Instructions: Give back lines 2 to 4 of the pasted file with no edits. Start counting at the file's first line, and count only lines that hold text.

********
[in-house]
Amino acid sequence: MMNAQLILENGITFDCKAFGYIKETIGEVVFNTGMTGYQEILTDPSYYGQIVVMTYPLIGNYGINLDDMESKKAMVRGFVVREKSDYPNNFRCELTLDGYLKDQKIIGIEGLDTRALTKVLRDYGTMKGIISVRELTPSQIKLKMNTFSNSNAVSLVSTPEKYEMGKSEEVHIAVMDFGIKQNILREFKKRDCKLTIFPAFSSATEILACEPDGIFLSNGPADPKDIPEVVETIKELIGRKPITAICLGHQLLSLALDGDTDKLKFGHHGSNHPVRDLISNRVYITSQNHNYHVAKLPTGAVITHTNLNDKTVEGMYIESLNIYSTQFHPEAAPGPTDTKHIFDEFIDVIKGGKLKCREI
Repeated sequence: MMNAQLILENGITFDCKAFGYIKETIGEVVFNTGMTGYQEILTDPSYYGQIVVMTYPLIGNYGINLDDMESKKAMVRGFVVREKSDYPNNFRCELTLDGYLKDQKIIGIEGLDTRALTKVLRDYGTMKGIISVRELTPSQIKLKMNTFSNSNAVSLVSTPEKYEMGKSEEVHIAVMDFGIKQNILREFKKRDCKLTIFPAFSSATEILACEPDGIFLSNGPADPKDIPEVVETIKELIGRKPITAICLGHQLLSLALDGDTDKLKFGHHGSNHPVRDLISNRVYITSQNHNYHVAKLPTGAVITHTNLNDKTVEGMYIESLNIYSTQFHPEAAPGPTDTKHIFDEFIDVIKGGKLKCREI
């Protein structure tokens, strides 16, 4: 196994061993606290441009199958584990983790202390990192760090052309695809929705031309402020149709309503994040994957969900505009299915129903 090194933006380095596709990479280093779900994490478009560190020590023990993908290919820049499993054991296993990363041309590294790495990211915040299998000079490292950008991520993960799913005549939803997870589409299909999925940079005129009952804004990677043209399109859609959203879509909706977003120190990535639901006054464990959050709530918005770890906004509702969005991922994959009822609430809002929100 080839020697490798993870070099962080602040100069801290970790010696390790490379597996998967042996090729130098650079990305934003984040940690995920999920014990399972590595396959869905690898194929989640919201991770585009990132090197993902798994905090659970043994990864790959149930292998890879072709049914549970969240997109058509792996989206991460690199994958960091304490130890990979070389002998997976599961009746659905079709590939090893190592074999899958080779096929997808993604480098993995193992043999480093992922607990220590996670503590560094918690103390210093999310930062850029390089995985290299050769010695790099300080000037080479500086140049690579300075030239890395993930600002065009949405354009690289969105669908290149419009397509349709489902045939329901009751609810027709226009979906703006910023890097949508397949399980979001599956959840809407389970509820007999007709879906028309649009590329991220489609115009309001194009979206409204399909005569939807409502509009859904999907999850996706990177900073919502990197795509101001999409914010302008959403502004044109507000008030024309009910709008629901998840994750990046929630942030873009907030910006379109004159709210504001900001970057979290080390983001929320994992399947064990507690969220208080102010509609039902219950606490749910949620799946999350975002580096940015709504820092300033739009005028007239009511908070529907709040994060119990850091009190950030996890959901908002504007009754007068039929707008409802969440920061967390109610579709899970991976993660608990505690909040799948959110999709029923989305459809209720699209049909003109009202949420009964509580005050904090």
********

Amino acid sequence: MMNAQLILENGITFDCKAFGYIKETIGEVVFNTGMTGYQEILTDPSYYGQIVVMTYPLIGNYGINLDDMESKKAMVRGFVVREKSDYPNNFRCELTLDGYLKDQKIIGIEGLDTRALTKVLRDYGTMKGIISVRELTPSQIKLKMNTFSNSNAVSLVSTPEKYEMGKSEEVHIAVMDFGIKQNILREFKKRDCKLTIFPAFSSATEILACEPDGIFLSNGPADPKDIPEVVETIKELIGRKPITAICLGHQLLSLALDGDTDKLKFGHHGSNHPVRDLISNRVYITSQNHNYHVAKLPTGAVITHTNLNDKTVEGMYIESLNIYSTQFHPEAAPGPTDTKHIFDEFIDVIKGGKLKCREI
Repeated sequence: MMNAQLILENGITFDCKAFGYIKETIGEVVFNTGMTGYQEILTDPSYYGQIVVMTYPLIGNYGINLDDMESKKAMVRGFVVREKSDYPNNFRCELTLDGYLKDQKIIGIEGLDTRALTKVLRDYGTMKGIISVRELTPSQIKLKMNTFSNSNAVSLVSTPEKYEMGKSEEVHIAVMDFGIKQNILREFKKRDCKLTIFPAFSSATEILACEPDGIFLSNGPADPKDIPEVVETIKELIGRKPITAICLGHQLLSLALDGDTDKLKFGHHGSNHPVRDLISNRVYITSQNHNYHVAKLPTGAVITHTNLNDKTVEGMYIESLNIYSTQFHPEAAPGPTDTKHIFDEFIDVIKGGKLKCREI
């Protein structure tokens, strides 16, 4: 196994061993606290441009199958584990983790202390990192760090052309695809929705031309402020149709309503994040994957969900505009299915129903 090194933006380095596709990479280093779900994490478009560190020590023990993908290919820049499993054991296993990363041309590294790495990211915040299998000079490292950008991520993960799913005549939803997870589409299909999925940079005129009952804004990677043209399109859609959203879509909706977003120190990535639901006054464990959050709530918005770890906004509702969005991922994959009822609430809002929100 080839020697490798993870070099962080602040100069801290970790010696390790490379597996998967042996090729130098650079990305934003984040940690995920999920014990399972590595396959869905690898194929989640919201991770585009990132090197993902798994905090659970043994990864790959149930292998890879072709049914549970969240997109058509792996989206991460690199994958960091304490130890990979070389002998997976599961009746659905079709590939090893190592074999899958080779096929997808993604480098993995193992043999480093992922607990220590996670503590560094918690103390210093999310930062850029390089995985290299050769010695790099300080000037080479500086140049690579300075030239890395993930600002065009949405354009690289969105669908290149419009397509349709489902045939329901009751609810027709226009979906703006910023890097949508397949399980979001599956959840809407389970509820007999007709879906028309649009590329991220489609115009309001194009979206409204399909005569939807409502509009859904999907999850996706990177900073919502990197795509101001999409914010302008959403502004044109507000008030024309009910709008629901998840994750990046929630942030873009907030910006379109004159709210504001900001970057979290080390983001929320994992399947064990507690969220208080102010509609039902219950606490749910949620799946999350975002580096940015709504820092300033739009005028007239009511908070529907709040994060119990850091009190950030996890959901908002504007009754007068039929707008409802969440920061967390109610579709899970991976993660608990505690909040799948959110999709029923989305459809209720699209049909003109009202949420009964509580005050904090």